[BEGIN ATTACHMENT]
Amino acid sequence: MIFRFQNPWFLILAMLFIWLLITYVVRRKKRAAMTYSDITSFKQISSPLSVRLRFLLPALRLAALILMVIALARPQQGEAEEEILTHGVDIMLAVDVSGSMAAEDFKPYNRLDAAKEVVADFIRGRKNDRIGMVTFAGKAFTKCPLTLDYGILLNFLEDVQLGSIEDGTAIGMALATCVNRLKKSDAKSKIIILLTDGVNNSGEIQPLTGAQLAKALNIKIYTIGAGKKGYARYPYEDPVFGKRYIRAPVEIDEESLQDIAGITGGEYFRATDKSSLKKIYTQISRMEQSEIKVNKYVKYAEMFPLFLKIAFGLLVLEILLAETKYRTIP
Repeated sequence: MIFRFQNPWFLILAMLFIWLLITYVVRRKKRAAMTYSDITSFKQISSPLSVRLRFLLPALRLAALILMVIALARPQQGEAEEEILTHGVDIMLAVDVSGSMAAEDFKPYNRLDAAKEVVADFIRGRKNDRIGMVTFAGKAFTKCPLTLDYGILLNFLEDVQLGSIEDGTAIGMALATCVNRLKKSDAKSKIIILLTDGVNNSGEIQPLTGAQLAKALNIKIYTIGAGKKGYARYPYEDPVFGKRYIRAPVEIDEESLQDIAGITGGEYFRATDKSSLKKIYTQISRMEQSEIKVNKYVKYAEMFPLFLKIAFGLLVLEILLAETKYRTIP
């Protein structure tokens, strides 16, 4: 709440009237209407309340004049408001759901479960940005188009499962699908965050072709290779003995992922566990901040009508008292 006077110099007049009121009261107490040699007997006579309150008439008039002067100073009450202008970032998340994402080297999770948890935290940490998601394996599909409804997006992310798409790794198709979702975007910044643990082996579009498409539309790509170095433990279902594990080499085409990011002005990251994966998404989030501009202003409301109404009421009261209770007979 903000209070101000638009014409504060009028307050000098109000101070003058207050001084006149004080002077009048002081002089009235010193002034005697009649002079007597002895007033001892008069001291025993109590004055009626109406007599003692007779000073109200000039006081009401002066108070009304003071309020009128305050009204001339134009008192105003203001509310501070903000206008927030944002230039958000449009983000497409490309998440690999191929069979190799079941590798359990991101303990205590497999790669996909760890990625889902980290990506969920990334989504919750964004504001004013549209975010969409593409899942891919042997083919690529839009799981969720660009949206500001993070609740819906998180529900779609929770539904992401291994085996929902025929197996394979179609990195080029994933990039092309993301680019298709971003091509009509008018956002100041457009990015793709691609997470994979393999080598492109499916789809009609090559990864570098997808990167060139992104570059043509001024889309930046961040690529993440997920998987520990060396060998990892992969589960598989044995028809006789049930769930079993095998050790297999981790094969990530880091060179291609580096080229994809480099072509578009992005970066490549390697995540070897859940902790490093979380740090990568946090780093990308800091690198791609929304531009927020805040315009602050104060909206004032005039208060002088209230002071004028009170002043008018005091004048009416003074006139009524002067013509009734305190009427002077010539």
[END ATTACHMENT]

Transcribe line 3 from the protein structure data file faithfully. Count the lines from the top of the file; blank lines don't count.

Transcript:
């Protein structure tokens, strides 16, 4: 709440009237209407309340004049408001759901479960940005188009499962699908965050072709290779003995992922566990901040009508008292 006077110099007049009121009261107490040699007997006579309150008439008039002067100073009450202008970032998340994402080297999770948890935290940490998601394996599909409804997006992310798409790794198709979702975007910044643990082996579009498409539309790509170095433990279902594990080499085409990011002005990251994966998404989030501009202003409301109404009421009261209770007979 903000209070101000638009014409504060009028307050000098109000101070003058207050001084006149004080002077009048002081002089009235010193002034005697009649002079007597002895007033001892008069001291025993109590004055009626109406007599003692007779000073109200000039006081009401002066108070009304003071309020009128305050009204001339134009008192105003203001509310501070903000206008927030944002230039958000449009983000497409490309998440690999191929069979190799079941590798359990991101303990205590497999790669996909760890990625889902980290990506969920990334989504919750964004504001004013549209975010969409593409899942891919042997083919690529839009799981969720660009949206500001993070609740819906998180529900779609929770539904992401291994085996929902025929197996394979179609990195080029994933990039092309993301680019298709971003091509009509008018956002100041457009990015793709691609997470994979393999080598492109499916789809009609090559990864570098997808990167060139992104570059043509001024889309930046961040690529993440997920998987520990060396060998990892992969589960598989044995028809006789049930769930079993095998050790297999981790094969990530880091060179291609580096080229994809480099072509578009992005970066490549390697995540070897859940902790490093979380740090990568946090780093990308800091690198791609929304531009927020805040315009602050104060909206004032005039208060002088209230002071004028009170002043008018005091004048009416003074006139009524002067013509009734305190009427002077010539």